Systems Technology recently received an offer from Dupont Ventures Inc. to purchase all of its shares in a stock swap, but rejected the offer.

The International Telecommunications Satellite Organization (Intelsat) signed a $22 million contract with Martin Marietta Corp. to launch two Intelsat VI communications satellites aboard Martin Marietta's Titan launch vehicles.

The contract is the first for launch of a commercial communications satellite under license from the U.S. Department of Transportation's Office of Commercial Space Transportation.

If the first Intelsat VI spacecraft is successfully launched in 1989, it will be the largest, most powerful commercial communications satellite ever orbited. It will be able to carry 3 billion bits of information per second, or 200 television channels in an all-video mode.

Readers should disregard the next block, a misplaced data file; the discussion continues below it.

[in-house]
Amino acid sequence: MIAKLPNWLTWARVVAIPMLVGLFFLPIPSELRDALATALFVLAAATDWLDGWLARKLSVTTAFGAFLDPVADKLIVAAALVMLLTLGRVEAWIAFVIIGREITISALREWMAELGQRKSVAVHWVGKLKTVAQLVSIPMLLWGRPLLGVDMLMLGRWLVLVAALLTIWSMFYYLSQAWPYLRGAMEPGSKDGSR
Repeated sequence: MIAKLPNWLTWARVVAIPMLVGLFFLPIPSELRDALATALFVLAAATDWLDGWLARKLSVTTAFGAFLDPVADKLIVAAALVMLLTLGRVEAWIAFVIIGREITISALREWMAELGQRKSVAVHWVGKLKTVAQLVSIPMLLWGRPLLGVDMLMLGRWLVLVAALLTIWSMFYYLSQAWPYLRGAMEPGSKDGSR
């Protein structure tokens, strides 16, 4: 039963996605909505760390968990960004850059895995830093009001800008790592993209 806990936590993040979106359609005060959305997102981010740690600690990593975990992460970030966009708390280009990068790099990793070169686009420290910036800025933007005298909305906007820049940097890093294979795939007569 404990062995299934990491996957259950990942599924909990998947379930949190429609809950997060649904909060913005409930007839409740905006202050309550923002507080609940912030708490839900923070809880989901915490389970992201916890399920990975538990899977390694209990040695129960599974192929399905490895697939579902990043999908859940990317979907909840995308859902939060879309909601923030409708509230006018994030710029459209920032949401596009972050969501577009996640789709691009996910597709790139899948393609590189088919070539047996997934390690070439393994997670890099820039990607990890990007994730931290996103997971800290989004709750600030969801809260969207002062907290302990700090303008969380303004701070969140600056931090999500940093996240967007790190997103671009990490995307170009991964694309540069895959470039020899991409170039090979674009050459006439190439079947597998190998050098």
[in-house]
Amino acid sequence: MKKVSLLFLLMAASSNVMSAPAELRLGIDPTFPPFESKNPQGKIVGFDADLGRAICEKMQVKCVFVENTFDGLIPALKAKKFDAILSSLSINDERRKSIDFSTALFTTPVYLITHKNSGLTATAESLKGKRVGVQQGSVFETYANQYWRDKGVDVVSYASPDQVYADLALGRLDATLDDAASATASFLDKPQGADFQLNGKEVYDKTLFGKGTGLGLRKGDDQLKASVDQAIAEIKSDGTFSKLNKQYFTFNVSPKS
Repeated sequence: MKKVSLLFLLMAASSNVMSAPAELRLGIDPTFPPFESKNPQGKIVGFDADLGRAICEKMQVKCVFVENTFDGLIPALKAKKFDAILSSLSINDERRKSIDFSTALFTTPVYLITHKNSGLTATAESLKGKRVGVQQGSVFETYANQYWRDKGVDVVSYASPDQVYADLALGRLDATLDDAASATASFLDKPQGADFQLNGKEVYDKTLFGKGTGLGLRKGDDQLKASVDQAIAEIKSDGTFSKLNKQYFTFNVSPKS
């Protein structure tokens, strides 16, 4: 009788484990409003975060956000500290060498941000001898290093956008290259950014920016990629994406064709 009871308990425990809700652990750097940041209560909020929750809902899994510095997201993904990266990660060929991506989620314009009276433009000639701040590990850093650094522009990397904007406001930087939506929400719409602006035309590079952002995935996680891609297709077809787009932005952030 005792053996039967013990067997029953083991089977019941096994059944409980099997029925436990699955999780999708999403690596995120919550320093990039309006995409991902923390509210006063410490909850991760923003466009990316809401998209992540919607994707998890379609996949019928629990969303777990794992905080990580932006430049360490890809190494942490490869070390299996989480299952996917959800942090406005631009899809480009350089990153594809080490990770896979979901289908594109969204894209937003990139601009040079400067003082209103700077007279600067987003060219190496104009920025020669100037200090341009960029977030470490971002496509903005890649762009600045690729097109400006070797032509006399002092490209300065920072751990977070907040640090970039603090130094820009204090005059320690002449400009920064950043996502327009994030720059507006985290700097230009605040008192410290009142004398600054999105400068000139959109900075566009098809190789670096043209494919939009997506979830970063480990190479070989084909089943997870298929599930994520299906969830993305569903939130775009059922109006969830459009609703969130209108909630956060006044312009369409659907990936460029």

Hagler, Bailly & Co. Inc., a subsidiary of RCG International Inc., has been awarded a $11 million contract by the U.S. Agency for International Development.

The five-year contract through the Energy Conservation Services Program aims to teach residents of more than 60 countries in Asia, Africa, Latin America and the Near East how to use energy more efficiently.

Planning Research Corp., a subsidiary of Emhart Corp., has received a contract worth a potential $29 million over five years from the Air Force Space Command to maintain and support the Perimeter Acquisition Radar Attack Characterization System (PARCS). Using long-rang radar and computers, the system detects and tracks missiles that enter North America's atmosphere.

The U.S. Department of the Interior awarded a $3.4 million contract to Vanguard Technologies International Inc. in Fairfax to develop scientific and administrative systems for the Bureau of Mines' Computing Center in Denver.